Deady History, Family Crest & Coats of Arms
The name Deady has a rich and ancient history. It is an Anglo-Saxon name that was originally derived from the baptismal name Dade. This Old English personal name was originally derived from the Old English word daed, when translated means a deed or an exploit. Baptismal names began to appear as surnames relatively late in the growth of the naming tradition. This is a little surprising, given the popularity of biblical figures in the Christian countries of Europe. Nevertheless, surnames derived from baptismal names grew in popularity during the Middle Ages, and have become one of the foremost sources for surnames.
Early Origins of the Deady family
The surname Deady was first found in Norfolk where they held a family seat from very ancient times, some say well before the Norman Conquest and the arrival of Duke William at Hastings in 1066 A.D.
Early History of the Deady family
This web page shows only a small excerpt of our Deady research. Another 49 words (4 lines of text) covering the years 1621, 1662, 1650 and 1658 are included under the topic Early Deady History in all our PDF Extended History products and printed products wherever possible.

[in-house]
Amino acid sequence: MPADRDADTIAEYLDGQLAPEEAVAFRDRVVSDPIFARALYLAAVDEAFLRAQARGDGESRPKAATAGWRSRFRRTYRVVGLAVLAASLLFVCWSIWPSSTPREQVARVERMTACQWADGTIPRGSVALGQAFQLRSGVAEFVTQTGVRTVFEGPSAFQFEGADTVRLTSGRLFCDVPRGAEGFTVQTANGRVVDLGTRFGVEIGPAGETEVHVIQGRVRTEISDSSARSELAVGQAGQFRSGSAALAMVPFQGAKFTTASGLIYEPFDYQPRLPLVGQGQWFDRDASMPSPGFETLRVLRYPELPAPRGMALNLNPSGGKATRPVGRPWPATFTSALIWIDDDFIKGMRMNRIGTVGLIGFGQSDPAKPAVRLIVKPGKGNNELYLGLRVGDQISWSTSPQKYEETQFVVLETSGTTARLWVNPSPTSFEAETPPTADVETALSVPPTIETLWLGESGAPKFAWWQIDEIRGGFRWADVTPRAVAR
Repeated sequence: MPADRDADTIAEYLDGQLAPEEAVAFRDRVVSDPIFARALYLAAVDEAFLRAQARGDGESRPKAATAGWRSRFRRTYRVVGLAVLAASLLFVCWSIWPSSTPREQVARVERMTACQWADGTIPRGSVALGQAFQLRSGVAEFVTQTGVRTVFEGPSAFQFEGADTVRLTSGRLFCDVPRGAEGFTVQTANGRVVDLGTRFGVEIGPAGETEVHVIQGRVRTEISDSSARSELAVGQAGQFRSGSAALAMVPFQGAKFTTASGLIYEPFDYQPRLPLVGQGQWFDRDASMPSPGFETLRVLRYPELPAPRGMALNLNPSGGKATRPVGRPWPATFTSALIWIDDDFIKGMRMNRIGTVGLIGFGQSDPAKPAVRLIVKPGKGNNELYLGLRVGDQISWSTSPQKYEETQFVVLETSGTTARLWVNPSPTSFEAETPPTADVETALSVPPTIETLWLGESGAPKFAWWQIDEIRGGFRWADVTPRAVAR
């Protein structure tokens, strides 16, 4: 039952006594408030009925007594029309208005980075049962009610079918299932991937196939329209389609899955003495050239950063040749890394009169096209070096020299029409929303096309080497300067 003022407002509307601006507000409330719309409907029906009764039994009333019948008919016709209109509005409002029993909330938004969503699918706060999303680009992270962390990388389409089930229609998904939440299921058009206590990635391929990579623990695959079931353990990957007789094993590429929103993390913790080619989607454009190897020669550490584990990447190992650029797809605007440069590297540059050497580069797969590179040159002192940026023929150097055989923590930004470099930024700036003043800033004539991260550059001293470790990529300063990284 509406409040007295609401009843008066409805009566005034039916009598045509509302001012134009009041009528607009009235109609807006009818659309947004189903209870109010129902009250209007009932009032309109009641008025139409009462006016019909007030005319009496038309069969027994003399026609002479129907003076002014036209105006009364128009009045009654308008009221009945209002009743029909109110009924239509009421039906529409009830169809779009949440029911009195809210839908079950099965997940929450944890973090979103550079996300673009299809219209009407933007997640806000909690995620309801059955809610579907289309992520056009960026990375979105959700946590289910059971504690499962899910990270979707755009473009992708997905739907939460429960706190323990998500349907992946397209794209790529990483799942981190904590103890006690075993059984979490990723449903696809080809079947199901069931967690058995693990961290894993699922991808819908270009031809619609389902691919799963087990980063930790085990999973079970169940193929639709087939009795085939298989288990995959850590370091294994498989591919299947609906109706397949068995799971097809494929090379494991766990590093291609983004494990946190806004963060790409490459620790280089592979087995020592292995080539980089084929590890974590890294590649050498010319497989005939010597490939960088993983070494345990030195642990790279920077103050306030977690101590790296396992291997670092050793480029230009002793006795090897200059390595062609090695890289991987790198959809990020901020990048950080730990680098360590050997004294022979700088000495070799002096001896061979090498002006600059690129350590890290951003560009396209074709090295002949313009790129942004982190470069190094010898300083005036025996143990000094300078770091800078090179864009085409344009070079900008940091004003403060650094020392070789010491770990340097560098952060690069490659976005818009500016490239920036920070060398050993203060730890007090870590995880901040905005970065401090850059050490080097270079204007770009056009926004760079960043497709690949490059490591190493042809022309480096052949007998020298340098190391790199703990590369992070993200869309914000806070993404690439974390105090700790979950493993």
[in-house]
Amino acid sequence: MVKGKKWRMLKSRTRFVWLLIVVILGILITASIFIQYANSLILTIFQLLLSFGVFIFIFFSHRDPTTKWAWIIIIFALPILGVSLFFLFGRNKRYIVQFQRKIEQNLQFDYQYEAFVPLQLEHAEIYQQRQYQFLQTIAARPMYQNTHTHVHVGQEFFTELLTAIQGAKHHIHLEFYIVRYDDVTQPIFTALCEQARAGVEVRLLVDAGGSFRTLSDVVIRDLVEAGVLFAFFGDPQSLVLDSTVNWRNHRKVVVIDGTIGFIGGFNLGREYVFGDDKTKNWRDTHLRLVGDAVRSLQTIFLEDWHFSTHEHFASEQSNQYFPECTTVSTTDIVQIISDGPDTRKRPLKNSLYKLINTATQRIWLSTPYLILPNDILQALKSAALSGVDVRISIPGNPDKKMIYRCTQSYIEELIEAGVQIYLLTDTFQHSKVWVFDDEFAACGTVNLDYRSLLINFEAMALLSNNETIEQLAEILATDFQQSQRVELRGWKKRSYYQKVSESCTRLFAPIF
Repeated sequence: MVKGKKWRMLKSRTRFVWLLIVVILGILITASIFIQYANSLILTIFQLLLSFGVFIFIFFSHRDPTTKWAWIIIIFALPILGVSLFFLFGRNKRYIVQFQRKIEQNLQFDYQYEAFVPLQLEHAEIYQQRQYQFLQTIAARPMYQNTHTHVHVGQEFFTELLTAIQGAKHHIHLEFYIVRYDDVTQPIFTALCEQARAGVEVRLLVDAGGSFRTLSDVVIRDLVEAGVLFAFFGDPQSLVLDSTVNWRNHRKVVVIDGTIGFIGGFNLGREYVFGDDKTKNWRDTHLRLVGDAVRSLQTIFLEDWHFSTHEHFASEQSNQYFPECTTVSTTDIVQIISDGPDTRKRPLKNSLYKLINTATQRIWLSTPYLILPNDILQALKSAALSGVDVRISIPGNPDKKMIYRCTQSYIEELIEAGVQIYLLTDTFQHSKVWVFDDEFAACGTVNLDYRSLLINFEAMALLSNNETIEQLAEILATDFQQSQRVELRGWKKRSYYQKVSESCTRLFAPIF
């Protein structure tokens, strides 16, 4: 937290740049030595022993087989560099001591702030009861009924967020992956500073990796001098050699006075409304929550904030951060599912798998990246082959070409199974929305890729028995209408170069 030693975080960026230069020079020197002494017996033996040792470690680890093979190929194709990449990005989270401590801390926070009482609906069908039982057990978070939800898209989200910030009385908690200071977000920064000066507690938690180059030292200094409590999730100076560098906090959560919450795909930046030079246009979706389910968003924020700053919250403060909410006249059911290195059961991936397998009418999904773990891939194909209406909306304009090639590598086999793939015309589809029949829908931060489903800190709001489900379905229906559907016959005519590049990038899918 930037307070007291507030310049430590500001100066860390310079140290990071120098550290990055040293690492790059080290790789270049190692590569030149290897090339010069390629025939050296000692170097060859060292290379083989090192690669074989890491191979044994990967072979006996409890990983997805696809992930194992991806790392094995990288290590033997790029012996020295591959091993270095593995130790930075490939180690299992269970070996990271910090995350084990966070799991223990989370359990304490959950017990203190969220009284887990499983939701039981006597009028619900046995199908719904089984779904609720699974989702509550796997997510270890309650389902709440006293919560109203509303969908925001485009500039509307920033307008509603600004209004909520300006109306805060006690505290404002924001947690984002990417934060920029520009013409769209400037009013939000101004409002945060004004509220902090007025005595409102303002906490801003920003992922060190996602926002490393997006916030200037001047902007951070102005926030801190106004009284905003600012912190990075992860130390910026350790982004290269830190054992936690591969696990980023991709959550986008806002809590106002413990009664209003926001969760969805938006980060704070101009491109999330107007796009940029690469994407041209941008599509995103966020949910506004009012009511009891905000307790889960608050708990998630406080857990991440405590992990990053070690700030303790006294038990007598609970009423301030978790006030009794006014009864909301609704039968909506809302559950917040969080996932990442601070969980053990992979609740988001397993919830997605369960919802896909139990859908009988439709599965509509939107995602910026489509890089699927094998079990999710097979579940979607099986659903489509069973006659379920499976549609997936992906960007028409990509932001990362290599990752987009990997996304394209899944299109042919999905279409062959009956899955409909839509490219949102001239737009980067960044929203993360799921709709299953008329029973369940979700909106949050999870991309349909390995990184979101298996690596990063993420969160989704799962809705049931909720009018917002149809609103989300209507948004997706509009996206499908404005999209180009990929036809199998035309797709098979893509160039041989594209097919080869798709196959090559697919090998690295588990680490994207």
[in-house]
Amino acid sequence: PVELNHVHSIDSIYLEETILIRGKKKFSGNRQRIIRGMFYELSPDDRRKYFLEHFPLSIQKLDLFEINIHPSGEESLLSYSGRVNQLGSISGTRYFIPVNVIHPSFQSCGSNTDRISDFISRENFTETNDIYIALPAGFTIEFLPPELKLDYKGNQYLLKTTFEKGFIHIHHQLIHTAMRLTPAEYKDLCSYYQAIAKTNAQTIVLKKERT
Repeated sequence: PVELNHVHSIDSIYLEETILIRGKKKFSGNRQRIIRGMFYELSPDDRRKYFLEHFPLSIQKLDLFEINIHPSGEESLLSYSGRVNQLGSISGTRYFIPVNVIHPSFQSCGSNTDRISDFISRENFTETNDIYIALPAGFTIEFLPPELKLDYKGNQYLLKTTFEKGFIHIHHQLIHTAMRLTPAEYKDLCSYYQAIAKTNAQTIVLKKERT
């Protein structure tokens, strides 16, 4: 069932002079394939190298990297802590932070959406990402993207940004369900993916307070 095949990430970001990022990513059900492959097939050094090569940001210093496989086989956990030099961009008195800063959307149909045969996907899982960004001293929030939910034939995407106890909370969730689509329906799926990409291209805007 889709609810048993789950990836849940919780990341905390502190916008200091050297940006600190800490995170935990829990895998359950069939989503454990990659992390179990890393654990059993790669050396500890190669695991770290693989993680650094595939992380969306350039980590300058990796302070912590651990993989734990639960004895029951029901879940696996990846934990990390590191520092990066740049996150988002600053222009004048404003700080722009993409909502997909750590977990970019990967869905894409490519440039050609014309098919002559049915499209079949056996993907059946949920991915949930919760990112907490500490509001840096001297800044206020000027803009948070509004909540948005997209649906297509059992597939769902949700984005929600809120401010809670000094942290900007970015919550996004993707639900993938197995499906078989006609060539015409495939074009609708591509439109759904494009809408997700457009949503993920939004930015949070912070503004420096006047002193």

Deady Spelling Variations
Before English spelling was standardized a few hundred years ago, spelling variations of names were a common occurrence. Elements of Latin, French and other languages became incorporated into English through the Middle Ages, and name spellings changed even among the literate. The variations of the surname Deady include Dade, Dadey, Dady and others.
Early Notables of the Deady family (pre 1700)
Notables of this surname at this time include: Reverend Thomas Dade, Rector of Broadway and Bincombe in Dorset; and Major Francis Dade (1621-1662), also known as John Smith, a Virginia politician and...
In the United States, the name Deady is the 16,986th most popular surname with an estimated 2,487 people with that name. 
A great wave of immigration to the New World was the result of the enormous political and religious disarray that struck England at that time. Families left for the New World in extremely large numbers. The long journey was the end of many immigrants and many more arrived sick and starving. Still, those who made it were rewarded with an opportunity far greater than they had known at home in England. These emigrant families went on to make significant contributions to these emerging colonies in which they settled. Some of the first North American settlers carried this name or one of its variants:
Deady Settlers in United States in the 19th Century
Some of the first settlers of this family name were:
Deady Settlers in Canada in the 19th Century